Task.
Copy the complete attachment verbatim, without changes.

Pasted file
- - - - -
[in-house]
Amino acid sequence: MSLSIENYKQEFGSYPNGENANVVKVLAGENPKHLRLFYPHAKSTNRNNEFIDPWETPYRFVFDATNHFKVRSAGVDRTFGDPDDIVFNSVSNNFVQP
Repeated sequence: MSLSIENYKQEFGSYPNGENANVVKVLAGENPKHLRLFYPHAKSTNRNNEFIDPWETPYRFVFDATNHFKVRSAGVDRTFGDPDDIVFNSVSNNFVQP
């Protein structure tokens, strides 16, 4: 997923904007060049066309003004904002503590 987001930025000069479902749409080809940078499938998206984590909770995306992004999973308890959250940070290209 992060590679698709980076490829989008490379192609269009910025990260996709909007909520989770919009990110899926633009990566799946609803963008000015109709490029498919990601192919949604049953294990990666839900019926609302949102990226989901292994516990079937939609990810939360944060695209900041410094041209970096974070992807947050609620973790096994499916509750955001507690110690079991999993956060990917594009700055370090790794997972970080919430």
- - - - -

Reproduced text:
[in-house]
Amino acid sequence: MSLSIENYKQEFGSYPNGENANVVKVLAGENPKHLRLFYPHAKSTNRNNEFIDPWETPYRFVFDATNHFKVRSAGVDRTFGDPDDIVFNSVSNNFVQP
Repeated sequence: MSLSIENYKQEFGSYPNGENANVVKVLAGENPKHLRLFYPHAKSTNRNNEFIDPWETPYRFVFDATNHFKVRSAGVDRTFGDPDDIVFNSVSNNFVQP
């Protein structure tokens, strides 16, 4: 997923904007060049066309003004904002503590 987001930025000069479902749409080809940078499938998206984590909770995306992004999973308890959250940070290209 992060590679698709980076490829989008490379192609269009910025990260996709909007909520989770919009990110899926633009990566799946609803963008000015109709490029498919990601192919949604049953294990990666839900019926609302949102990226989901292994516990079937939609990810939360944060695209900041410094041209970096974070992807947050609620973790096994499916509750955001507690110690079991999993956060990917594009700055370090790794997972970080919430």